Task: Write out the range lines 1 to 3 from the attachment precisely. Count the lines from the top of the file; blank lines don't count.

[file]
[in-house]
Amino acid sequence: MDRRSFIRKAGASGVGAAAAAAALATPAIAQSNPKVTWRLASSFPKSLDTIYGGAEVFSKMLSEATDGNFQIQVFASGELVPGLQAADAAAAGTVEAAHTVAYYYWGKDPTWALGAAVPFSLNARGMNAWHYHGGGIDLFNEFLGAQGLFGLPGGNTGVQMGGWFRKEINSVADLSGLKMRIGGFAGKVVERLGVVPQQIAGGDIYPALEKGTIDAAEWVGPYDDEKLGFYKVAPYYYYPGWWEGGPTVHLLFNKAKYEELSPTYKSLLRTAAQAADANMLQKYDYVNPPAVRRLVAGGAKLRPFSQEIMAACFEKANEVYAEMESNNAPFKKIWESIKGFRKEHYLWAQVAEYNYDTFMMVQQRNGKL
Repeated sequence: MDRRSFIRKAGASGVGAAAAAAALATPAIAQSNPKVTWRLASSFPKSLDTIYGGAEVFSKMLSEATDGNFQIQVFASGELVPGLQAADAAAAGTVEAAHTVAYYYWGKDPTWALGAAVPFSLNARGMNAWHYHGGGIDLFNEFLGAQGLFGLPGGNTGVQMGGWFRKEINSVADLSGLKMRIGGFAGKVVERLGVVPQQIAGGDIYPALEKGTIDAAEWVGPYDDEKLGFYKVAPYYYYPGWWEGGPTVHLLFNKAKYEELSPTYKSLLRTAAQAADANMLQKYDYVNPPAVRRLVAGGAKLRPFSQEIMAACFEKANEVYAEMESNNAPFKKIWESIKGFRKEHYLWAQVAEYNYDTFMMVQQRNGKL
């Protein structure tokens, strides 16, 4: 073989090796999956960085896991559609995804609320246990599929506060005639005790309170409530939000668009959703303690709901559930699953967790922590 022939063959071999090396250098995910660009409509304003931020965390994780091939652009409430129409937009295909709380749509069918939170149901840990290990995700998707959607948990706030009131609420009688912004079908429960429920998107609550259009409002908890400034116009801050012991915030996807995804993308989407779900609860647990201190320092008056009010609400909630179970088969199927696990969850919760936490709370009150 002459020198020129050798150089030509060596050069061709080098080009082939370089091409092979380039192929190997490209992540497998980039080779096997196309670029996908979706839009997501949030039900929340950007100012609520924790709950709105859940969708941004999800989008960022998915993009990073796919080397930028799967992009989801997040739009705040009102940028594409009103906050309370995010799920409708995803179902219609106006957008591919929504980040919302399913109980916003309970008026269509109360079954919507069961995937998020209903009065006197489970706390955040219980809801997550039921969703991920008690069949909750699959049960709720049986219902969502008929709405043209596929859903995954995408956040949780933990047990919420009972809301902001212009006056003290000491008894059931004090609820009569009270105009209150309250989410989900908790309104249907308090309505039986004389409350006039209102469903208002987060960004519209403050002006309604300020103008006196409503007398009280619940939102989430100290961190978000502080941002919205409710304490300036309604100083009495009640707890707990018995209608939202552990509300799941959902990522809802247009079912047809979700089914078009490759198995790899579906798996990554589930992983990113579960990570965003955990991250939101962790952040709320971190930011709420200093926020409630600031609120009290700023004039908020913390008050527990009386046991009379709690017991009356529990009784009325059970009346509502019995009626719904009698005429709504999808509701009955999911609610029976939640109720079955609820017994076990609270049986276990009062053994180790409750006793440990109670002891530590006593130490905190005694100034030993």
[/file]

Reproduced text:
[in-house]
Amino acid sequence: MDRRSFIRKAGASGVGAAAAAAALATPAIAQSNPKVTWRLASSFPKSLDTIYGGAEVFSKMLSEATDGNFQIQVFASGELVPGLQAADAAAAGTVEAAHTVAYYYWGKDPTWALGAAVPFSLNARGMNAWHYHGGGIDLFNEFLGAQGLFGLPGGNTGVQMGGWFRKEINSVADLSGLKMRIGGFAGKVVERLGVVPQQIAGGDIYPALEKGTIDAAEWVGPYDDEKLGFYKVAPYYYYPGWWEGGPTVHLLFNKAKYEELSPTYKSLLRTAAQAADANMLQKYDYVNPPAVRRLVAGGAKLRPFSQEIMAACFEKANEVYAEMESNNAPFKKIWESIKGFRKEHYLWAQVAEYNYDTFMMVQQRNGKL
Repeated sequence: MDRRSFIRKAGASGVGAAAAAAALATPAIAQSNPKVTWRLASSFPKSLDTIYGGAEVFSKMLSEATDGNFQIQVFASGELVPGLQAADAAAAGTVEAAHTVAYYYWGKDPTWALGAAVPFSLNARGMNAWHYHGGGIDLFNEFLGAQGLFGLPGGNTGVQMGGWFRKEINSVADLSGLKMRIGGFAGKVVERLGVVPQQIAGGDIYPALEKGTIDAAEWVGPYDDEKLGFYKVAPYYYYPGWWEGGPTVHLLFNKAKYEELSPTYKSLLRTAAQAADANMLQKYDYVNPPAVRRLVAGGAKLRPFSQEIMAACFEKANEVYAEMESNNAPFKKIWESIKGFRKEHYLWAQVAEYNYDTFMMVQQRNGKL